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Cattle charts bounce off a low?Cattle charts bounce off a low?

Elliott wave analysis suggests feeders and fats could be setting a base price for the near future.

Chris Swift 1

February 2, 2017

2 Min Read
This feeder cattle chart shows a morning star reversal pattern, suggesting an end to the downside correction.Swift Trading Company

Not only have traders digested the supply news from the recent reports, they have formed it into what appears to be a formidable base.

On the live cattle chart appears the wave 2 may have found the low tic for some time to come. However, it may not be complete to the point in which new highs should be anticipated just yet.

I continue to view the back months as having value due to the severity of the discount. Unless you anticipate cash fat cattle to be trading at last fall’s low of $98.00, and intrinsic value somewhere actually north of $108.00, then the futures remain undervalued in my opinion.

On the feeder cattle chart, I missed an important factor on the "Shootin’ the Bull" commentary Wednesday.

The March contract gapped down on Wednesday's opening. While there is no air within the gap, March opened lower than the close of Tuesday. With today's gap higher opening, it sets the stage for a "morning star" pattern on the candlestick charts. This will be confirmed at the close today, were the March to close above the real body (open/close) of Wednesday's trade.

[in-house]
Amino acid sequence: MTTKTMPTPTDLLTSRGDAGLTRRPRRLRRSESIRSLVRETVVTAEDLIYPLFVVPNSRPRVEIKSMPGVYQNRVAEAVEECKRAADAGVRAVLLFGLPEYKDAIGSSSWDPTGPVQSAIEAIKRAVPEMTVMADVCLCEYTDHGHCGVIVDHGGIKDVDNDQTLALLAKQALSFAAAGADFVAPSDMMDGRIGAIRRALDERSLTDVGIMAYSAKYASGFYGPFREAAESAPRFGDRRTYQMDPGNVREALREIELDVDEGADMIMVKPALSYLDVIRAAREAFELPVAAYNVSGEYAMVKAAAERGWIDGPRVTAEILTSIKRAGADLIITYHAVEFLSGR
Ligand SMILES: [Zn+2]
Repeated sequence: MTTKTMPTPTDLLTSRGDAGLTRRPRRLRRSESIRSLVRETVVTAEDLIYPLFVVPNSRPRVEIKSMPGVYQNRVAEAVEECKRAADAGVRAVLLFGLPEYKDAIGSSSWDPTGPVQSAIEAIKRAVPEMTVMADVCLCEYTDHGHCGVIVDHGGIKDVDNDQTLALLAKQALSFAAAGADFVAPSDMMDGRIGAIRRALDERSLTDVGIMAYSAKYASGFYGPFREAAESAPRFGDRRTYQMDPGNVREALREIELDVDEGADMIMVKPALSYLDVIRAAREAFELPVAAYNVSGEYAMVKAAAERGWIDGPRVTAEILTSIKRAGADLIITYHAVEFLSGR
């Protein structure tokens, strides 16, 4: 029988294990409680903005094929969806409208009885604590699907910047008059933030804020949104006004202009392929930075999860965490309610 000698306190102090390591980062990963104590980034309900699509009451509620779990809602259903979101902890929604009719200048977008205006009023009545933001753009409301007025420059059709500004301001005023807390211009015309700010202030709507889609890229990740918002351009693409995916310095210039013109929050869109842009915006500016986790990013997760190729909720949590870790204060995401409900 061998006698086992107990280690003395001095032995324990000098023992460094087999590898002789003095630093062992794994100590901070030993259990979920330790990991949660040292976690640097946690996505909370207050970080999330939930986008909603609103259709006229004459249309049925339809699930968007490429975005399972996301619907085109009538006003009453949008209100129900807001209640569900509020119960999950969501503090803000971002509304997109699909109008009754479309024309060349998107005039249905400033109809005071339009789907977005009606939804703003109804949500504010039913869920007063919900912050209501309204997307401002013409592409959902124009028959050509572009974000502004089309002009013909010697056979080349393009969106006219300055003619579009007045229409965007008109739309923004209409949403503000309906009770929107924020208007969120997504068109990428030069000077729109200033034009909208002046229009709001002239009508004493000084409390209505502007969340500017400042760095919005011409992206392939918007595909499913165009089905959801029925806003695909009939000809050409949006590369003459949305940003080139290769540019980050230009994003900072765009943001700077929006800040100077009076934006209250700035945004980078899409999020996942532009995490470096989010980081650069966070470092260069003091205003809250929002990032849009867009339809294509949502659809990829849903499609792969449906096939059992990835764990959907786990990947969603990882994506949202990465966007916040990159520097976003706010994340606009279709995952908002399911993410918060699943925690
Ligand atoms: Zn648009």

A stronger signal would be if this materializes with today's close being higher than today's open as well. This pattern is also noted on the April fat cattle.

Therefore, with the feeder cattle market having a slightly different wave count than fats, it appears to me that the sell-off, and not trend, is coming to an end. Like the fats, this does not necessarily suggest prices will rally, but in my opinion, diminishes the likelihood of moving significantly lower.

An investment in futures contracts is speculative, involves a high degree of risk and is suitable only for persons who can assume the risk of loss in excess of their margin deposits. You should carefully consider whether futures trading is appropriate for you in light of your investment experience, trading objectives, financial resources and other relevant circumstances. Past performance is not necessarily indicative of future results.

About the Author(s)

Chris Swift 1


Chris Swift is a broker and advisor in Nashville, Tennessee, offering technical and mechanical analysis of the commodity market to help people improve their risk management.

To contact Swift about hedging or to subscribe to his daily market comments at:


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